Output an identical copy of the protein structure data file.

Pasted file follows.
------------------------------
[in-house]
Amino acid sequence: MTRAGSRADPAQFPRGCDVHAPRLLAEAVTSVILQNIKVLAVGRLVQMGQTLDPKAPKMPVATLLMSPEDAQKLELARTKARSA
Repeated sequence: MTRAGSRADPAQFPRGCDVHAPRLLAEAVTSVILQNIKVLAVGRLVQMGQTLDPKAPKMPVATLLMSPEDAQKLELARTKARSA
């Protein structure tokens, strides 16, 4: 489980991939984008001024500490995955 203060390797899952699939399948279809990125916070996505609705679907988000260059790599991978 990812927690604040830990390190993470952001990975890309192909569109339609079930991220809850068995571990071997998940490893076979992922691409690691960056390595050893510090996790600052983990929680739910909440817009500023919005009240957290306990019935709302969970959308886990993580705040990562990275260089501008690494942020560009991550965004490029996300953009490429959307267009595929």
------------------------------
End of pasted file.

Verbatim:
[in-house]
Amino acid sequence: MTRAGSRADPAQFPRGCDVHAPRLLAEAVTSVILQNIKVLAVGRLVQMGQTLDPKAPKMPVATLLMSPEDAQKLELARTKARSA
Repeated sequence: MTRAGSRADPAQFPRGCDVHAPRLLAEAVTSVILQNIKVLAVGRLVQMGQTLDPKAPKMPVATLLMSPEDAQKLELARTKARSA
């Protein structure tokens, strides 16, 4: 489980991939984008001024500490995955 203060390797899952699939399948279809990125916070996505609705679907988000260059790599991978 990812927690604040830990390190993470952001990975890309192909569109339609079930991220809850068995571990071997998940490893076979992922691409690691960056390595050893510090996790600052983990929680739910909440817009500023919005009240957290306990019935709302969970959308886990993580705040990562990275260089501008690494942020560009991550965004490029996300953009490429959307267009595929």